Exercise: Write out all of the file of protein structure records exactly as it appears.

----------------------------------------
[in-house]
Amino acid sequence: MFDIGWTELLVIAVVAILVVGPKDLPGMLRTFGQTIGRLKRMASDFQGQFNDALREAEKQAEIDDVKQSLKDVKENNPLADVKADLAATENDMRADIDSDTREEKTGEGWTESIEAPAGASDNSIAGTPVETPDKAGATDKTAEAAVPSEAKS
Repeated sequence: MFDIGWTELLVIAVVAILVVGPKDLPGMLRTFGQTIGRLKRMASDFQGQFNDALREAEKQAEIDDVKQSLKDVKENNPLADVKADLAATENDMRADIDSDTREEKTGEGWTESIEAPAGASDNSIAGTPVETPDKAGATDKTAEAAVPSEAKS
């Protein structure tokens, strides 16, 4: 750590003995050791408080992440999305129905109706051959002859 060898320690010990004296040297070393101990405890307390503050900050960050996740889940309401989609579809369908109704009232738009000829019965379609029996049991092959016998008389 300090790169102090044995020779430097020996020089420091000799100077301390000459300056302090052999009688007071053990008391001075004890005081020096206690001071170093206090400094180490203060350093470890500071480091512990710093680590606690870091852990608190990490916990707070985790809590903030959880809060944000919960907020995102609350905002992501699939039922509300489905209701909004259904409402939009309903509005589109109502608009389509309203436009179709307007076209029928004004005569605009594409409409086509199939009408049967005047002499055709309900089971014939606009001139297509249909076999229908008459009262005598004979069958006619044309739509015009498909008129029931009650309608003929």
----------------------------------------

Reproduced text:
[in-house]
Amino acid sequence: MFDIGWTELLVIAVVAILVVGPKDLPGMLRTFGQTIGRLKRMASDFQGQFNDALREAEKQAEIDDVKQSLKDVKENNPLADVKADLAATENDMRADIDSDTREEKTGEGWTESIEAPAGASDNSIAGTPVETPDKAGATDKTAEAAVPSEAKS
Repeated sequence: MFDIGWTELLVIAVVAILVVGPKDLPGMLRTFGQTIGRLKRMASDFQGQFNDALREAEKQAEIDDVKQSLKDVKENNPLADVKADLAATENDMRADIDSDTREEKTGEGWTESIEAPAGASDNSIAGTPVETPDKAGATDKTAEAAVPSEAKS
């Protein structure tokens, strides 16, 4: 750590003995050791408080992440999305129905109706051959002859 060898320690010990004296040297070393101990405890307390503050900050960050996740889940309401989609579809369908109704009232738009000829019965379609029996049991092959016998008389 300090790169102090044995020779430097020996020089420091000799100077301390000459300056302090052999009688007071053990008391001075004890005081020096206690001071170093206090400094180490203060350093470890500071480091512990710093680590606690870091852990608190990490916990707070985790809590903030959880809060944000919960907020995102609350905002992501699939039922509300489905209701909004259904409402939009309903509005589109109502608009389509309203436009179709307007076209029928004004005569605009594409409409086509199939009408049967005047002499055709309900089971014939606009001139297509249909076999229908008459009262005598004979069958006619044309739509015009498909008129029931009650309608003929």